National/State Register Listing Name: WHEELER HALL, NORTHLAND COLLEGE
National Register Listing Date: 1977-09-13
State Register Listing Date: 1989-01-01
National Register Multiple Property Name:
Additional Information: A 'site file' exists for this property. It contains additional information such as correspondence, newspaper clippings, or historical information. It is a public record and may be viewed in person at the State Historical Society, Division of Historic Preservation.
A large and symmetrical three story building with basement and attic designed in the Richardsonian Romanesque style of red brick and brownstone by H.P. Padley a partner of Conover & Porter of Madison. A large Richardsonian arched entry marks the main north facade.
Wheeler Hall is the original building of Northland College originally the Northland College, originally the North Wisconsin Academy of 1893. The building is mostly a copy of Scowville Hall of Beloit College.
Northland College, with its environmentally focused curriculum, offers a model of sustainable living at its McLean Environmental Living and Learning Center. This energy-efficient building, constructed with recycled-content materials, actively monitors energy use to gauge the effectiveness of its solar and wind energy systems. A computerized system records energy use every five minutes to measure McLean’s annual savings. Solar roof panels, salvaged from the Milwaukee Zoo, pre-heat water for its efficient gas-boiler heating system. These photovoltaic panels and a wind turbine offset three percent of electrical use. A two-story greenhouse permits year-round herb and vegetable gardening for residents, and the landscaping uses low-maintenance, drought-tolerant native species that weather Ashland’s cold climate.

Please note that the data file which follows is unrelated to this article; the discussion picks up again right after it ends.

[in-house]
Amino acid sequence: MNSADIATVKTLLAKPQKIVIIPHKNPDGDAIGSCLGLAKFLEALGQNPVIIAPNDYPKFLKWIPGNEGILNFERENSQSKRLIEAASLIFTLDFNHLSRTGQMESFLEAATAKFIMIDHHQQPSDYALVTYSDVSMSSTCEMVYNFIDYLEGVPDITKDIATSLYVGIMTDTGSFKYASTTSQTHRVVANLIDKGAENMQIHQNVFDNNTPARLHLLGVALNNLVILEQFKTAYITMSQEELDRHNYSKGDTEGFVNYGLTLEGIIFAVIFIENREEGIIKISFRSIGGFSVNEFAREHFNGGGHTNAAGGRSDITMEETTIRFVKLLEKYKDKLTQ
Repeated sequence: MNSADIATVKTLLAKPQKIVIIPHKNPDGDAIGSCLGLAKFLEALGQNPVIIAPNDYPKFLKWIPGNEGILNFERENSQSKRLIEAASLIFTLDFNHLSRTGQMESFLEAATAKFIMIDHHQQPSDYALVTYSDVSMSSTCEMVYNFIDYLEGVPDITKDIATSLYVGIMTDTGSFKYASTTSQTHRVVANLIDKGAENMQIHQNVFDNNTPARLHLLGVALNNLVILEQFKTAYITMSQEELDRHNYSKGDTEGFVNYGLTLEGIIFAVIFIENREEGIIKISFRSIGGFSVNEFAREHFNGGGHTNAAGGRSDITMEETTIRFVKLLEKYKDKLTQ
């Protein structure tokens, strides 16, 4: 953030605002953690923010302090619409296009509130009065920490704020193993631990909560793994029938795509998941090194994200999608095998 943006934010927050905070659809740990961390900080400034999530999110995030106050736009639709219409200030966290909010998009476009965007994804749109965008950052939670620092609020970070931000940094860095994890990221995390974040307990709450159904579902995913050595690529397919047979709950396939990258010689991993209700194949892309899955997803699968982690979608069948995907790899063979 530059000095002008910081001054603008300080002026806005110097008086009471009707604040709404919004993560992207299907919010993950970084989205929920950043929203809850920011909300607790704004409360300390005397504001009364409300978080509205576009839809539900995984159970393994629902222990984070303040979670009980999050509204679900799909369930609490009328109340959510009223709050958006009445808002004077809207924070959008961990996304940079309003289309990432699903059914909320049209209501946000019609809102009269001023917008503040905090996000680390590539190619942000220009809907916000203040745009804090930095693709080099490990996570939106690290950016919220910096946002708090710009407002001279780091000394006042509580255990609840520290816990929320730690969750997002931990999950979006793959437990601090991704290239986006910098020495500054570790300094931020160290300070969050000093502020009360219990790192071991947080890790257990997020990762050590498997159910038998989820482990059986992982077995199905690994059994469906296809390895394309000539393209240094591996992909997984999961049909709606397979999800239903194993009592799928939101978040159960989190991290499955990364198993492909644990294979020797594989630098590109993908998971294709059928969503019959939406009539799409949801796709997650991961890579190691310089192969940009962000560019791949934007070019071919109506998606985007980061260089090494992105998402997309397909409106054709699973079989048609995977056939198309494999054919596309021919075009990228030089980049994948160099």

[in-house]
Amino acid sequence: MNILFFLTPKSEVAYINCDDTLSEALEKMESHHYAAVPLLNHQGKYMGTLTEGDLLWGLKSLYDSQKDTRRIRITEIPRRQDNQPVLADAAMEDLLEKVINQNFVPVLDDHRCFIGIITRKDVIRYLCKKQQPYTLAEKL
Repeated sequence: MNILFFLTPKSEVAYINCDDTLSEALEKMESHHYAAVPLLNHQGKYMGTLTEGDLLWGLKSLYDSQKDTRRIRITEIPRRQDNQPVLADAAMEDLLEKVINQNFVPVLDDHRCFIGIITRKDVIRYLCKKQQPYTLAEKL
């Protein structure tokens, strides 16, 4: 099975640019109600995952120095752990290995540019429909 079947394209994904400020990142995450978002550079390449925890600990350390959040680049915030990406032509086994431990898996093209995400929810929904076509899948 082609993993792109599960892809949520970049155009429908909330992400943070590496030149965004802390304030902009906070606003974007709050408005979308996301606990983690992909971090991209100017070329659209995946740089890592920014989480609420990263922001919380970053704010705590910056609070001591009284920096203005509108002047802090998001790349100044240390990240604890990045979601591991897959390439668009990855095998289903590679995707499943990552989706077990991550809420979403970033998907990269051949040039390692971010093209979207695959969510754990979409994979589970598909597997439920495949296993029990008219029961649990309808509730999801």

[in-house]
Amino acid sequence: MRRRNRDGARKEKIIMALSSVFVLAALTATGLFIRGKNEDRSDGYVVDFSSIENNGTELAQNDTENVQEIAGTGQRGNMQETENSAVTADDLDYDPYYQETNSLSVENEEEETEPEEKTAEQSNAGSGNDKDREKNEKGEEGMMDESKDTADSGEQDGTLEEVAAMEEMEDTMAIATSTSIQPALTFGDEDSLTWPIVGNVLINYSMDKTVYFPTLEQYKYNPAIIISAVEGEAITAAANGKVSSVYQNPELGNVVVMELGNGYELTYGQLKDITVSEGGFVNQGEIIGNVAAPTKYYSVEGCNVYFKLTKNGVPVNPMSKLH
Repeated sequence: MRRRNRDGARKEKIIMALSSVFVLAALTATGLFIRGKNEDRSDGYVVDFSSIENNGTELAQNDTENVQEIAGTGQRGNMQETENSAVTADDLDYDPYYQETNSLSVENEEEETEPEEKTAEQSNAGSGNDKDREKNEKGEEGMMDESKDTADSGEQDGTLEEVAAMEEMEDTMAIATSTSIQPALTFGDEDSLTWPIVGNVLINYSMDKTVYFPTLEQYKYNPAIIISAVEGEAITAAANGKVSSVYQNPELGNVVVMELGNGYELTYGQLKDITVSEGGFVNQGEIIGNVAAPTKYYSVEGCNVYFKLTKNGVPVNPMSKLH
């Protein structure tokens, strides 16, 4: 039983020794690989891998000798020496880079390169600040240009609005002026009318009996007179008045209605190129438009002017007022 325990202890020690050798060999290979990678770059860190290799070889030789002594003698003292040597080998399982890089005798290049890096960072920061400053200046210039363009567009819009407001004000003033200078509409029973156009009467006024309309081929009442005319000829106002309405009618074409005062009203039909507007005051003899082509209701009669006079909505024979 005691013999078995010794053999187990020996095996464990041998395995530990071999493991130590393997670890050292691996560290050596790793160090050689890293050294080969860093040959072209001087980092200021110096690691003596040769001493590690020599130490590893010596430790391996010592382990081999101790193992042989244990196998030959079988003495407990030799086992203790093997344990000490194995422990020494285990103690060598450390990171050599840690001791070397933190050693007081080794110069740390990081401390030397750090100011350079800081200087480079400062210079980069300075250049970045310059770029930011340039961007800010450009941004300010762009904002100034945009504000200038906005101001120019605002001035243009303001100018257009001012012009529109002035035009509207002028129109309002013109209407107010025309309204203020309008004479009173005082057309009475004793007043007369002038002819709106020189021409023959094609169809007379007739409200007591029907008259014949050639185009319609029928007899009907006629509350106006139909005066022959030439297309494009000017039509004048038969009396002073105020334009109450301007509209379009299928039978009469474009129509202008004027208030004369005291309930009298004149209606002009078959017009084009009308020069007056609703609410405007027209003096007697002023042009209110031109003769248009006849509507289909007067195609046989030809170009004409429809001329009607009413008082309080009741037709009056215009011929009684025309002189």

The McLean Center, which fills a city block, resembles a row of cedar-sided houses with brownstone trim and various combinations of casement and sash windows. The brownstone was salvaged from Ashland’s old high school. Housing 112 beds for students in a combination of singles, doubles, and suites, the building purposely has no elevator, so students must use stairs. The interior features low-wattage lighting instruments, high r-factor windows, and energy-efficient insulation in walls and ceilings. Recycled milk jugs form bathroom dividers, and the doors and countertops are made of wheat straw, soybean husk, and sawdust composite board.
Bibliographic References: ASHLAND DAILY PRESS 4/27/1995.
SUPERIOR DAILY TELEGRAM 5/4/1995.
Ashland Daily Press 7/8/1992.
Eckert, Kathryn. Sandstone Buildings in the Lake Superior Region. Detroit: Wayne State University Press, 2000.
Buildings of Wisconsin manuscript.